5) Can I do without it?
How many times have you walked into a store to buy one thing and walked out with a lot more in hand? I know it’s certainly happened to me. Nowadays, I think about what I can do without rather than what I want to have. That helps me put back any non-essential items I have in my basket or cart and leave a store with only what I need. If you’re still debating an item, it may be worth asking yourself if it can wait for a later day when you may find it on sale or have more funds for it.
6) How many hours do I have to work for this item?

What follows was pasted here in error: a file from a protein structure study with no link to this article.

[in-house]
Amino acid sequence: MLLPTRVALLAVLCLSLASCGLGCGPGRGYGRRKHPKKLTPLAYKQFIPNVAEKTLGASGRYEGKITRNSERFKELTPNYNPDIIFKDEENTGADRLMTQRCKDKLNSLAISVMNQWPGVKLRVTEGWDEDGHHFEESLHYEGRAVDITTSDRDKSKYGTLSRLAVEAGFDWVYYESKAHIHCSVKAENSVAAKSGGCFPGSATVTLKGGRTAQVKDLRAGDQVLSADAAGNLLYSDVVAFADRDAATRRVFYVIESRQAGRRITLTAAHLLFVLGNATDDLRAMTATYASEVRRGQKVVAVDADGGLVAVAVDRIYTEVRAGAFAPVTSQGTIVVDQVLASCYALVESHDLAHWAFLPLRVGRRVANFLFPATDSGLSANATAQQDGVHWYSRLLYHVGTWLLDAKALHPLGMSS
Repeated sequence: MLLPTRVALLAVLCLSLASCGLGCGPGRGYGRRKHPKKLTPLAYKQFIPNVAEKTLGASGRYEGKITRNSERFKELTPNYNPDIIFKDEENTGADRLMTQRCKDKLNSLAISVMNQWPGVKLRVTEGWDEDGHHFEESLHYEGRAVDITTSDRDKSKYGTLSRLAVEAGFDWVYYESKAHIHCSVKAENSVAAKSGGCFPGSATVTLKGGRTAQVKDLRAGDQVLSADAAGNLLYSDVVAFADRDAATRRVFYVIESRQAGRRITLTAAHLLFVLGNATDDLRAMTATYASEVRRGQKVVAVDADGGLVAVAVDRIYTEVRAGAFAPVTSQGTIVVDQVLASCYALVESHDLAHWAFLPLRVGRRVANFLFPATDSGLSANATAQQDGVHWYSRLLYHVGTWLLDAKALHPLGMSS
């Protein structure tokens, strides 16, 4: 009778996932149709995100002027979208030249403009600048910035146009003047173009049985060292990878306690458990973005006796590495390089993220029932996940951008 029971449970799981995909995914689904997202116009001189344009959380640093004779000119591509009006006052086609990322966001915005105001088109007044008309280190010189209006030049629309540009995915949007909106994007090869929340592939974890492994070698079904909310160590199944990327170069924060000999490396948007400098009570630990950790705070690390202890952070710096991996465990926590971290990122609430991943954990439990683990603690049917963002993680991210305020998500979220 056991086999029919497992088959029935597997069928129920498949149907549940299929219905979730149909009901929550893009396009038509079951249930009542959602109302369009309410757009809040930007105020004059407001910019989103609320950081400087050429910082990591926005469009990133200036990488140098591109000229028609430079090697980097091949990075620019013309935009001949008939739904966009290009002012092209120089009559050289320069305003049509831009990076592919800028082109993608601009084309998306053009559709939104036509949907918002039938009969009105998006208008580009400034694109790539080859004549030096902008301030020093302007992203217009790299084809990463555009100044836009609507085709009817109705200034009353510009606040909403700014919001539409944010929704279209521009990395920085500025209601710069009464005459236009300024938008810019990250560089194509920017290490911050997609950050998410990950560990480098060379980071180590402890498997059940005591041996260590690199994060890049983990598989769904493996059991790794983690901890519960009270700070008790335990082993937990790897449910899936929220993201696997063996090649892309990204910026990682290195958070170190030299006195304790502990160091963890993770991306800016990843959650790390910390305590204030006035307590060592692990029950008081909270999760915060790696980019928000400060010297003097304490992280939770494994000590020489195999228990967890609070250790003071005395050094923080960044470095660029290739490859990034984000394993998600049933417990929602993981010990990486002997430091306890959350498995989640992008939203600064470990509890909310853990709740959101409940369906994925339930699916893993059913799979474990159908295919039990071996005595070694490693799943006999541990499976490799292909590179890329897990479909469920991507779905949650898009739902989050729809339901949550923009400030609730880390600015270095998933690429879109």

This is my favorite question to ask myself and the first question I ask before any potential major purchase. Most of us work really hard at our jobs and probably wouldn’t work as many hours as we do if we didn’t have to. This question helps you determine exactly how much time and effort you expend for one item.
Let's say I make $20 per hour. I'll ignore deductions such as taxes to keep the math simple. When I see a blouse that costs $100, I ask myself if it is worth five hours of work for it. More often than not, the answer is no. My feeling is that five hours of work is a lot of time and effort for something I'll likely wear only a few times, which leads me to my second favorite question...
7) How much does it cost per wear or use?